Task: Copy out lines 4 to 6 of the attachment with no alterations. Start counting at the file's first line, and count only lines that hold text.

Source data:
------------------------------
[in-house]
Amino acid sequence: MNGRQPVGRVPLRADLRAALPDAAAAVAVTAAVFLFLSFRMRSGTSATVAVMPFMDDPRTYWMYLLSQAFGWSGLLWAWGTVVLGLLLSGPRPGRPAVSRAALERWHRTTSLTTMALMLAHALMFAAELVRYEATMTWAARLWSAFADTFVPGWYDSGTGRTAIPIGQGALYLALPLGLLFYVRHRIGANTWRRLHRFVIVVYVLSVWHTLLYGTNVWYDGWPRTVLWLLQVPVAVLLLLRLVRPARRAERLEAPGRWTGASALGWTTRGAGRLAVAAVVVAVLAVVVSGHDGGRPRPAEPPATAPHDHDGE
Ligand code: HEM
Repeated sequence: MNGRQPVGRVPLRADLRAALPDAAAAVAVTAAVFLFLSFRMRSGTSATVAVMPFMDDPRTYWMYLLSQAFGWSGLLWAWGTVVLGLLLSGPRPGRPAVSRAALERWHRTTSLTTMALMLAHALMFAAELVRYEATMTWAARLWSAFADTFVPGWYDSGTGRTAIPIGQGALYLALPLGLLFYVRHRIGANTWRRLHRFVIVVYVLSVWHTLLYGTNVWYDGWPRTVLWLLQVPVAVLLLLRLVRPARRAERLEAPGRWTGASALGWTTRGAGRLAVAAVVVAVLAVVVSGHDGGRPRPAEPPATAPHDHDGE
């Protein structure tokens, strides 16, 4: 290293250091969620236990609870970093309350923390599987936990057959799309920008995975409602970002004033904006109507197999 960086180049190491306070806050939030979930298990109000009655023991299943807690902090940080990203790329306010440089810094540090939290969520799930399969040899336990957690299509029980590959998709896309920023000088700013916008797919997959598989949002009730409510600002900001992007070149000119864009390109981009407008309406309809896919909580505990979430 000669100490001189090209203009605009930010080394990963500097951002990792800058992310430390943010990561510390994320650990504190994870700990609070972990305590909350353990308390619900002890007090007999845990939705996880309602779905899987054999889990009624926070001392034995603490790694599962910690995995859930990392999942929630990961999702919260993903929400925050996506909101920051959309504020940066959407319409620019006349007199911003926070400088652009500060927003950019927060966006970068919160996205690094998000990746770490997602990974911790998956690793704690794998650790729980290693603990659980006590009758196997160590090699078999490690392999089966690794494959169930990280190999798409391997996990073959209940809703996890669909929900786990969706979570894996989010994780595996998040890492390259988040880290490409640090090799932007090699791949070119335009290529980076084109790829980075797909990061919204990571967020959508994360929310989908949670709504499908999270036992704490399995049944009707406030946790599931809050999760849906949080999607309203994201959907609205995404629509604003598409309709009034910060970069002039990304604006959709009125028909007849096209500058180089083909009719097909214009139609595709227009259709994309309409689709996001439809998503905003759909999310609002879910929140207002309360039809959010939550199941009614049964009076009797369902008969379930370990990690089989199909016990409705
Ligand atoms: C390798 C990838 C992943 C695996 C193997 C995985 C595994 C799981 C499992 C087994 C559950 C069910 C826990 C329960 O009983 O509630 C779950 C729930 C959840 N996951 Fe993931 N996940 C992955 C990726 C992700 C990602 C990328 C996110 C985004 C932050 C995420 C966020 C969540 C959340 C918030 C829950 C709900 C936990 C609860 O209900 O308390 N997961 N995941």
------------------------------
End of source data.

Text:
Repeated sequence: MNGRQPVGRVPLRADLRAALPDAAAAVAVTAAVFLFLSFRMRSGTSATVAVMPFMDDPRTYWMYLLSQAFGWSGLLWAWGTVVLGLLLSGPRPGRPAVSRAALERWHRTTSLTTMALMLAHALMFAAELVRYEATMTWAARLWSAFADTFVPGWYDSGTGRTAIPIGQGALYLALPLGLLFYVRHRIGANTWRRLHRFVIVVYVLSVWHTLLYGTNVWYDGWPRTVLWLLQVPVAVLLLLRLVRPARRAERLEAPGRWTGASALGWTTRGAGRLAVAAVVVAVLAVVVSGHDGGRPRPAEPPATAPHDHDGE
């Protein structure tokens, strides 16, 4: 290293250091969620236990609870970093309350923390599987936990057959799309920008995975409602970002004033904006109507197999 960086180049190491306070806050939030979930298990109000009655023991299943807690902090940080990203790329306010440089810094540090939290969520799930399969040899336990957690299509029980590959998709896309920023000088700013916008797919997959598989949002009730409510600002900001992007070149000119864009390109981009407008309406309809896919909580505990979430 000669100490001189090209203009605009930010080394990963500097951002990792800058992310430390943010990561510390994320650990504190994870700990609070972990305590909350353990308390619900002890007090007999845990939705996880309602779905899987054999889990009624926070001392034995603490790694599962910690995995859930990392999942929630990961999702919260993903929400925050996506909101920051959309504020940066959407319409620019006349007199911003926070400088652009500060927003950019927060966006970068919160996205690094998000990746770490997602990974911790998956690793704690794998650790729980290693603990659980006590009758196997160590090699078999490690392999089966690794494959169930990280190999798409391997996990073959209940809703996890669909929900786990969706979570894996989010994780595996998040890492390259988040880290490409640090090799932007090699791949070119335009290529980076084109790829980075797909990061919204990571967020959508994360929310989908949670709504499908999270036992704490399995049944009707406030946790599931809050999760849906949080999607309203994201959907609205995404629509604003598409309709009034910060970069002039990304604006959709009125028909007849096209500058180089083909009719097909214009139609595709227009259709994309309409689709996001439809998503905003759909999310609002879910929140207002309360039809959010939550199941009614049964009076009797369902008969379930370990990690089989199909016990409705
Ligand atoms: C390798 C990838 C992943 C695996 C193997 C995985 C595994 C799981 C499992 C087994 C559950 C069910 C826990 C329960 O009983 O509630 C779950 C729930 C959840 N996951 Fe993931 N996940 C992955 C990726 C992700 C990602 C990328 C996110 C985004 C932050 C995420 C966020 C969540 C959340 C918030 C829950 C709900 C936990 C609860 O209900 O308390 N997961 N995941």